Is it any wonder that social democrats such as Bernie Sanders enjoy rock star status? It is easy to jump into a movement and start shouting at the top of your voice, but harder to derive economic solutions which will stand the scrutiny of society. Anti-elitism and de-globalization are not new fads or book topics, but social forces which would make policy makers think deep and in a totally new way.
19th February 2017
2017 promises to offer non-stop entertainment from a geo-political perspective. I believe it will be a great year with new surprises being sprung upon a rather unsuspecting (is that correct anymore?) proletariat almost every other week. Fabulous, to say the least. All over the world, people are probably gearing up for revolutionary thinking and changes in political and social ideologies, don’t you think so?
Unless you have lived in Mars for the past few months, you will tend to believe what I am saying now – the world is being turned topsy turvy and most people who matter (meaning those who are less than 30 years of age) are cheering, they may not have assessed the outcomes carefully however!!!
2017 brings along a variety of new topics to the table – whether that table is at whichever country around the world, these topics are going to matter. The foremost topic will be the demeanour and behaviour of the new President of the United States, arguably the most important country in the world (China begs to differ, however!). President Donald Trump is already shaking up (though he is only a “President-Elect” as of now) established norms of diplomacy and economic fundamentals, and as usual, is using his Twitter account to deliver policy prescriptions and comments on world affairs and the people that he either likes or dislikes.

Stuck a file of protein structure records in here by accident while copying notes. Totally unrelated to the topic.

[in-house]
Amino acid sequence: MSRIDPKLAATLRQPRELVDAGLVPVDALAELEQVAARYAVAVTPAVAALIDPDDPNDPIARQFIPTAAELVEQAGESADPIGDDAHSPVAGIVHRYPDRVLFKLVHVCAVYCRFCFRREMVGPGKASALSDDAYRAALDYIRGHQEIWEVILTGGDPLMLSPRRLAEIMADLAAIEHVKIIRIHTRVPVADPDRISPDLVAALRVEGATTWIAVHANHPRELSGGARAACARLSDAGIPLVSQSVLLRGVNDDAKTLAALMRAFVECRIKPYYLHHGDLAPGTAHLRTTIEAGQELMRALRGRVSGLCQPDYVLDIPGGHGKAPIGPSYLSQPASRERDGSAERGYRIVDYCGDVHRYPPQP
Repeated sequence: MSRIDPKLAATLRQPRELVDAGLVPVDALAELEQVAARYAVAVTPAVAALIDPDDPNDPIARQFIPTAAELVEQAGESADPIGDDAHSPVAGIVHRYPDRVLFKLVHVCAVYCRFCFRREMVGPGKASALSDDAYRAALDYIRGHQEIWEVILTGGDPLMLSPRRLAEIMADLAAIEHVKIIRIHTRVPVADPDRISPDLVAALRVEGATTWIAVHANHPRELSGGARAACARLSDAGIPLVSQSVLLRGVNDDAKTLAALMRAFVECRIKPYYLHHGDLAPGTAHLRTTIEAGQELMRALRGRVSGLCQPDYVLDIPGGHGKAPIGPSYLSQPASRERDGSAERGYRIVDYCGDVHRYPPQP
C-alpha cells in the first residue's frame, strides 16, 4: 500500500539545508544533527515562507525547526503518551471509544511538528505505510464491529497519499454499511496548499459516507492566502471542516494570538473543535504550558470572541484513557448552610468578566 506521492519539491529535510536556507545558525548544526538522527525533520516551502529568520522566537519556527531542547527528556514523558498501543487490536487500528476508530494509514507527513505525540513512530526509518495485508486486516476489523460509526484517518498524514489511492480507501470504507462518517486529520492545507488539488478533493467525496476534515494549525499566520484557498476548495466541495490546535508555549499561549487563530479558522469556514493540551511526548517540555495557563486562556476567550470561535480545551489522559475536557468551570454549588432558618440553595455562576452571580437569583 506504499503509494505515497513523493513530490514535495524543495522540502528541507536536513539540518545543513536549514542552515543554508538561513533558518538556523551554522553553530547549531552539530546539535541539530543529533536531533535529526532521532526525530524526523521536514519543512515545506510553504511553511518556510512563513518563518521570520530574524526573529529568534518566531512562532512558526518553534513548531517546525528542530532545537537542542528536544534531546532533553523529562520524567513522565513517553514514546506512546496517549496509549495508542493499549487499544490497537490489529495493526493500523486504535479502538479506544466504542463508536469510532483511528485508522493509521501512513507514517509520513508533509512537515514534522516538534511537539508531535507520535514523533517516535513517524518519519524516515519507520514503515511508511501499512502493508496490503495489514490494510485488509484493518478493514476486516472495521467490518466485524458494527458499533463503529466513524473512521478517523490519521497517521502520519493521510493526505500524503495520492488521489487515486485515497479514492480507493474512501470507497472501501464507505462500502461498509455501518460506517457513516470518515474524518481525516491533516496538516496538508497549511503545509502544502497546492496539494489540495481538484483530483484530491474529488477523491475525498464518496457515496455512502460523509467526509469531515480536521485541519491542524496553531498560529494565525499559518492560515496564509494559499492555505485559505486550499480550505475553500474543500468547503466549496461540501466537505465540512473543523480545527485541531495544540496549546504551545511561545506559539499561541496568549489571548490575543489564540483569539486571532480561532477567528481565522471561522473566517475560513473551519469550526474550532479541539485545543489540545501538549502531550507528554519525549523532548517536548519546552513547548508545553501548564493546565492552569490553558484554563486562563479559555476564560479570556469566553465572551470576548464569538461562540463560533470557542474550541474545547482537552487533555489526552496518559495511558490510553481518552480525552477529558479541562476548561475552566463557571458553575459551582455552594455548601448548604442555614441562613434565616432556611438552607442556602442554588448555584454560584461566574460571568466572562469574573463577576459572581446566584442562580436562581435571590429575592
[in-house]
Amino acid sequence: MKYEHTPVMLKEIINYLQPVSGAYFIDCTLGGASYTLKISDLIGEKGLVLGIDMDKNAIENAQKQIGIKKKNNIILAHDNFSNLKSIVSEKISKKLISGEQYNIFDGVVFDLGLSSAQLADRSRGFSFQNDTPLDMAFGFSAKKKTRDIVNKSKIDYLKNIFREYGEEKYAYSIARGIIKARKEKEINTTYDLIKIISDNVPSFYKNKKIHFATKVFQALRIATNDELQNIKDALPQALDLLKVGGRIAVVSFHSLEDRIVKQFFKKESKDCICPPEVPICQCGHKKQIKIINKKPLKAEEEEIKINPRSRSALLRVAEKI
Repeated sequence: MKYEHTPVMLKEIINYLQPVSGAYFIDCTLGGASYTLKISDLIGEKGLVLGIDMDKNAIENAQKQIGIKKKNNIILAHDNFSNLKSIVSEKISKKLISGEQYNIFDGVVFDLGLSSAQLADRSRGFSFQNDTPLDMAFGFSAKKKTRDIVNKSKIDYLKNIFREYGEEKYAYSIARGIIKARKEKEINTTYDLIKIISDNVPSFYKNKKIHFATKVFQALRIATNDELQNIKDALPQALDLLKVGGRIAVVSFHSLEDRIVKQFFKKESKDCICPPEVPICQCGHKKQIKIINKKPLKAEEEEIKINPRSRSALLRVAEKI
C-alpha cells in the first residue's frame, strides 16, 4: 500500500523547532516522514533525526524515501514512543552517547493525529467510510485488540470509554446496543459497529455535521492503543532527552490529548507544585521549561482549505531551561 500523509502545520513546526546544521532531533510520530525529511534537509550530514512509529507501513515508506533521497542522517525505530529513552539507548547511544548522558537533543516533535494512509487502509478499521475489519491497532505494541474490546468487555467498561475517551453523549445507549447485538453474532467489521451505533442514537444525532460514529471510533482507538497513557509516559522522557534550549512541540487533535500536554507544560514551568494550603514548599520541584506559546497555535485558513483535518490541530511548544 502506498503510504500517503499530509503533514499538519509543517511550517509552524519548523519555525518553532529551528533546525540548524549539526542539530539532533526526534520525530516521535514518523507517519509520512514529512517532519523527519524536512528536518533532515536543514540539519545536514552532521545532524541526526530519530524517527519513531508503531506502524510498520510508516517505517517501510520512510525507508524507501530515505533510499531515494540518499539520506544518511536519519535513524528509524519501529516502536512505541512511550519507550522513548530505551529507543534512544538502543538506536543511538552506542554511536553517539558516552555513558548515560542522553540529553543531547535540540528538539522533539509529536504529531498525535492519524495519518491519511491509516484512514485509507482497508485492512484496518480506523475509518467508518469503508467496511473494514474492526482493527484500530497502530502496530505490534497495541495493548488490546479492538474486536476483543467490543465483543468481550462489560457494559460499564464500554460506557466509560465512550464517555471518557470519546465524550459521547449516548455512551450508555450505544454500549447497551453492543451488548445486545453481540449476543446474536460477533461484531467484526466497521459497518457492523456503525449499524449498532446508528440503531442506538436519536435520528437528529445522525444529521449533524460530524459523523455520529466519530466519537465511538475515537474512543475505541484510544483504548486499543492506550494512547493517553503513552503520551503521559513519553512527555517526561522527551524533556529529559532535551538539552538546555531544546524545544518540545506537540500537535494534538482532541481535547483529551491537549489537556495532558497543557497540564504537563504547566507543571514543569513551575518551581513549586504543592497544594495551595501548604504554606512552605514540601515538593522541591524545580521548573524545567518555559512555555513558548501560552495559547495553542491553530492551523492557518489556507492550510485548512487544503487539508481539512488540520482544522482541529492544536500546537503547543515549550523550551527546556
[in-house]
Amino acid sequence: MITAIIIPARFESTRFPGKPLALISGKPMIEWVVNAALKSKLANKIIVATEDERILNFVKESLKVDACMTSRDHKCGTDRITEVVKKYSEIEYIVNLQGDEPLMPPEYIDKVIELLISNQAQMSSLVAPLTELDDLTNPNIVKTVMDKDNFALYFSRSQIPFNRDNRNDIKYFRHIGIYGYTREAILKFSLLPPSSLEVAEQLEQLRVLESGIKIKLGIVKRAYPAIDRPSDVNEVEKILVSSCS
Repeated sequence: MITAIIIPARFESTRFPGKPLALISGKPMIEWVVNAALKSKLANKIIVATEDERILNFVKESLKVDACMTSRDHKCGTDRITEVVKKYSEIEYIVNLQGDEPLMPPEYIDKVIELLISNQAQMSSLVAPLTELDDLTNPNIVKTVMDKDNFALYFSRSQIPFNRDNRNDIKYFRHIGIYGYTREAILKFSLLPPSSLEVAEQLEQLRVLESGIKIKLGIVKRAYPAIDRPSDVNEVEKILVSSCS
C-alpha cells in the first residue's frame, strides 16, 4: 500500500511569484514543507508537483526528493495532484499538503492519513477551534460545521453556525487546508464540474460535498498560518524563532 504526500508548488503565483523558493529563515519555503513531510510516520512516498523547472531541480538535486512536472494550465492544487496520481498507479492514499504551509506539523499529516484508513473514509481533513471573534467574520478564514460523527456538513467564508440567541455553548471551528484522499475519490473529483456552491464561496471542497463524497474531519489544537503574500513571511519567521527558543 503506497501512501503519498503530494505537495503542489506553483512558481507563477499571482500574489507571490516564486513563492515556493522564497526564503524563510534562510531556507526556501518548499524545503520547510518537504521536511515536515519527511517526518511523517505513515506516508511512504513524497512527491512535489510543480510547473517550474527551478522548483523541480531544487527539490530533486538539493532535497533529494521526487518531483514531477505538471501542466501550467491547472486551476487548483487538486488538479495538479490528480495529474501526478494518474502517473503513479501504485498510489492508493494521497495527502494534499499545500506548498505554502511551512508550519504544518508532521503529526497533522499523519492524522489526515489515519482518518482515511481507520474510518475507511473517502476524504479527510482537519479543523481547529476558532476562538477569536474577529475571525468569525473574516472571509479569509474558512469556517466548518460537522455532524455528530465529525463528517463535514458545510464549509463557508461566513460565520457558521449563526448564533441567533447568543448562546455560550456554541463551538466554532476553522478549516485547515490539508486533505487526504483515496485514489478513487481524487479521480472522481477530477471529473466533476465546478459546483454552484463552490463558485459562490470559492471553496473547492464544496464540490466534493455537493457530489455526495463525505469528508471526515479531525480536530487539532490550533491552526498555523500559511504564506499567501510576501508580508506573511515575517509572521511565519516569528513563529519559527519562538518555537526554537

The other major thing in world politics and economics is Britain’s Brexit phenomenon, which is shaking up the European Union (EU). British Citizens voted to get out of the EU, but still would like to retain some major benefits of staying in the Union. The British Government is going around saying that it would win major concessions from the EU, which are not going to be granted given the dismay that the other major countries have over Britain’s exit from the EU.
Of course, European coverage will be deficit if we do not mention the aspirations of Vladimir Putin, the President of Russia, who retained his title as the “mover and shaker” of geo-politics. He grabbed Crimea, ensured the defeat of the rebels opposed to President Assad of Syria, and allegedly helped Donald Trump win the U.S. Presidential Elections (according to the CIA and the FBI, as well as President Obama) by hacking and leaking out thousands of emails and documents detrimental to the Democratic Party of the U.S. Who can beat that record?